Recent high-throughput sequencing studies have revealed different genomic alterations that lead to PD-L1 overexpression in EBVaGC. TCGA performed a somatic copy-number aberrations analysis in gastric adenocarcinoma samples and identified a frequent (15% of EBVaGC cases) somatic focal amplification at the chromosomal region 9p24.1, which includes the genes PD-L1, PD-L2, and JAK2. This amplification was significantly more common in EBV-positive than EBV-negative tumors. Importantly, they showed that the 9p24.1 amplification correlated positively with PD-L1 mRNA levels in the tumor. Saito et al. detected 9p24.1 amplification events at a similar rate in a different EBVaGC cohort and demonstrated a direct association between PD-L1 copy number and protein expression. Using fluorescence in-situ hybridization and IHC staining, they showed that PD-L1 genomic amplifications were specifically detected in cancer cells that showed high PD-L1 protein expression. Similar amplification patterns have been detected in other cancers, including hepatocellular carcinomas (HCC) and DLBCL[23,36].
In EBVaGC, the EBV genome is mostly maintained in the nucleus as a circular episome. Some studies have also reported viral integration events, even though they are considered rare[4,37,38]. TCGA identified the presence of RNA sequencing (RNAseq) reads corresponding to a fusion between the host PLGRKT gene and the EBV gene BHLF1 in one EBVaGC sample (FP-7998-01). This is notable given that the PLGRKT lies within the 9p24.1 chromosomal region and is adjacent to the PD-L1 locus. It was later shown in the same sample, that the amplified region containing the integrated EBV genome (Copy Number = 4) has a breakpoint in the PD-L1 3’ untranslated region (3’-UTR). Xu et al. performed a genome-wide EBV integration analysis in multiple malignancies and identified that EBV integrates primarily in unstable chromosomal regions of the host genome. They identified EBV integration events in 25% (10/39) of the GC samples analyzed, with some of the integration breakpoints mapping close to known tumor suppressor genes. None of their samples had integrated virus close to PD-L1, but studies with bigger EBVaGC sample sizes are necessary to identify the frequency and significance of viral integration in or close to the PD-L1 locus. Viral integration in the host genome has been associated with increased PD-L1 expression in other virus-associated cancers. Cao et al. identified integrated HPV genomes in the PD-L1 or PD-L2 loci in three cases from the TCGA Head and Neck Squamous Cell Carcinoma cohort and showed that these integration events correlated with elevated PD-L1 and PD-L2 expression.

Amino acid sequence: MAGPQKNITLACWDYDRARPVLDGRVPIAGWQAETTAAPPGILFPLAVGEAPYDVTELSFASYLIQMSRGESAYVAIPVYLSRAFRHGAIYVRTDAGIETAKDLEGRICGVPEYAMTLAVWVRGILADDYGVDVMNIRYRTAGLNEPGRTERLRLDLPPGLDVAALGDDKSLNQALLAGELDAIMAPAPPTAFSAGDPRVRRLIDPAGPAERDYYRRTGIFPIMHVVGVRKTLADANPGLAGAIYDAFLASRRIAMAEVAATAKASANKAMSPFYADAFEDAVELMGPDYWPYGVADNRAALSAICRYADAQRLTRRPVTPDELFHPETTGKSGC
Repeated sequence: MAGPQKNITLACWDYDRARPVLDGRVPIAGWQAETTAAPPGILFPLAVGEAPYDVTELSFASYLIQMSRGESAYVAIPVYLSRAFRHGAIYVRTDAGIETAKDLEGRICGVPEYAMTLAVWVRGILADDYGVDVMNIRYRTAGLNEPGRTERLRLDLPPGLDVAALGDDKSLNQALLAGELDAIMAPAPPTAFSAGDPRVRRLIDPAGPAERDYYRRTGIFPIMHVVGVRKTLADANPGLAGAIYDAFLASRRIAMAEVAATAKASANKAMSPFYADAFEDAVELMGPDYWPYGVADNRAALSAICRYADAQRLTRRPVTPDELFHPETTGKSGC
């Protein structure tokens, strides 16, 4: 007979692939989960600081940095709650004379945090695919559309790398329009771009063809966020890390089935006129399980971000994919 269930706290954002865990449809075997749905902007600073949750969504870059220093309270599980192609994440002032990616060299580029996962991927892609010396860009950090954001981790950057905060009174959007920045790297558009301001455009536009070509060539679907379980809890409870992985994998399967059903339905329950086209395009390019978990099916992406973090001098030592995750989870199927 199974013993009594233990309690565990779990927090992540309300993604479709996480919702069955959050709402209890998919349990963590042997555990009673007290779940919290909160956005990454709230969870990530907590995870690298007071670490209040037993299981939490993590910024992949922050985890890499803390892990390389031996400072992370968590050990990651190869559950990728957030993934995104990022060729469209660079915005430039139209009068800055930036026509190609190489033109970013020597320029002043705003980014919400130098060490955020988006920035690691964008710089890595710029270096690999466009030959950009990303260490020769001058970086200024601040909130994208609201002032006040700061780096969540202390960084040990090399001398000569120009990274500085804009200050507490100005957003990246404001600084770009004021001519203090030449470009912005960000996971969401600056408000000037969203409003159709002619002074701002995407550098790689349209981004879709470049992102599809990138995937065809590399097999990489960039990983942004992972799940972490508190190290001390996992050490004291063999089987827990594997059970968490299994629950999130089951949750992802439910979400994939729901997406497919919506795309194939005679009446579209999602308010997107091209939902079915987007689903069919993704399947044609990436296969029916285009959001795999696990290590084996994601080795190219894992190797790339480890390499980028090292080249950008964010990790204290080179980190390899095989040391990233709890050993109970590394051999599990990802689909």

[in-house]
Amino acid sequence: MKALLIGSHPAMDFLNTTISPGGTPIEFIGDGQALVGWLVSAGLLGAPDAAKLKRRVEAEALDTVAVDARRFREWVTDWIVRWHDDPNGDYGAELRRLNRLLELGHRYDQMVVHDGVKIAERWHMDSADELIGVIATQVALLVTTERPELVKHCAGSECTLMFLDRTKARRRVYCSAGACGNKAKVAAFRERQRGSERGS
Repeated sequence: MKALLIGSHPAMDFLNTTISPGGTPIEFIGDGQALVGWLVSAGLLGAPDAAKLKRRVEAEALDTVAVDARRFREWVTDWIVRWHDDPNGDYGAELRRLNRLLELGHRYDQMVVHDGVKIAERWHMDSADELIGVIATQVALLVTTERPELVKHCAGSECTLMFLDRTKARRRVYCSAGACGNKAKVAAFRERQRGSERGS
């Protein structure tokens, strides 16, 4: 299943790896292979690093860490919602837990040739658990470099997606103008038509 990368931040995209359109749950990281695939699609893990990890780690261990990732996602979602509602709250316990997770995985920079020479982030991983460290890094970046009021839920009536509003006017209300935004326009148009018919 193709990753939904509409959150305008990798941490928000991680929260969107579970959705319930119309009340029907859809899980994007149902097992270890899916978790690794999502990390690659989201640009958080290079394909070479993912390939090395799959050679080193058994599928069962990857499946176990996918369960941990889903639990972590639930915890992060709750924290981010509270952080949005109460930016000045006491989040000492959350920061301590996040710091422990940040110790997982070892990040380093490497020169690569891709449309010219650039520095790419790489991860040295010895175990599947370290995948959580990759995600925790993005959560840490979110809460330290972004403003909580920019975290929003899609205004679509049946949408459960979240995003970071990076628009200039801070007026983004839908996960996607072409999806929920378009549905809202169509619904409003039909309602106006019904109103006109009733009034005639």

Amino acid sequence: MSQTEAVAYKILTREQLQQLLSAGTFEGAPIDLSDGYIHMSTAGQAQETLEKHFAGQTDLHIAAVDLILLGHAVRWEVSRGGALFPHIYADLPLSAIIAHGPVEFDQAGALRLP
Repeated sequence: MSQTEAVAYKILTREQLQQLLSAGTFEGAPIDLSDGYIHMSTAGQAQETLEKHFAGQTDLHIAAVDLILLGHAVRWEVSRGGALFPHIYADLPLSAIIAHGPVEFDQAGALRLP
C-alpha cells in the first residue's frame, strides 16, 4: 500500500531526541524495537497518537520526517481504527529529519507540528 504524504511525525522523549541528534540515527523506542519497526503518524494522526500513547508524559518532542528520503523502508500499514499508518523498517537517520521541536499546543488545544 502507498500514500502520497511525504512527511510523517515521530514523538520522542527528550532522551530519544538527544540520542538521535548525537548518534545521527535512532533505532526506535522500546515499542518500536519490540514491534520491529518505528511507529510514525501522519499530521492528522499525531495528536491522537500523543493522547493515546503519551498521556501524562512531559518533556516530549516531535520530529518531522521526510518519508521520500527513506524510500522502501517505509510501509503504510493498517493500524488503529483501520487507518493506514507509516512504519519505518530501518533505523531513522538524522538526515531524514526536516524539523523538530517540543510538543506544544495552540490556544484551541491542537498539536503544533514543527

SVs in the PD-L1 3’-UTR have also been associated with increased PD-L1 expression in EBVaGC[34,37]. Kataoka et al. analyzed RNAseq data from all TCGA cancer types and searched for 3’-UTR disruptions in PD-L1. The authors identified PD-L1 3’-UTR truncations in 31/10,210 cancer cases and showed that they correlated with high PD-L1 expression. The highest frequency of 3’-UTR truncations was found in DLBCL (4/48) and GC (9/415), with a third of the GC samples (3/9) being EBV-positive. Therefore, around 10% of EBVaGC samples in TCGA were found to have PD-L1 3’-UTR SVs[34,37]. In a follow-up study, Kataoka et al. analyzed samples from multiple EBV-associated lymphomas and found that PD-L1 3’-UTR SVs were significantly more common in EBV-positive compared to EBV-negative lymphomas. They report that PD-L1 3’-UTR genomic truncations in cell lines and mouse models promote PD-L1 overexpression and immune evasion, consistent with the patient data.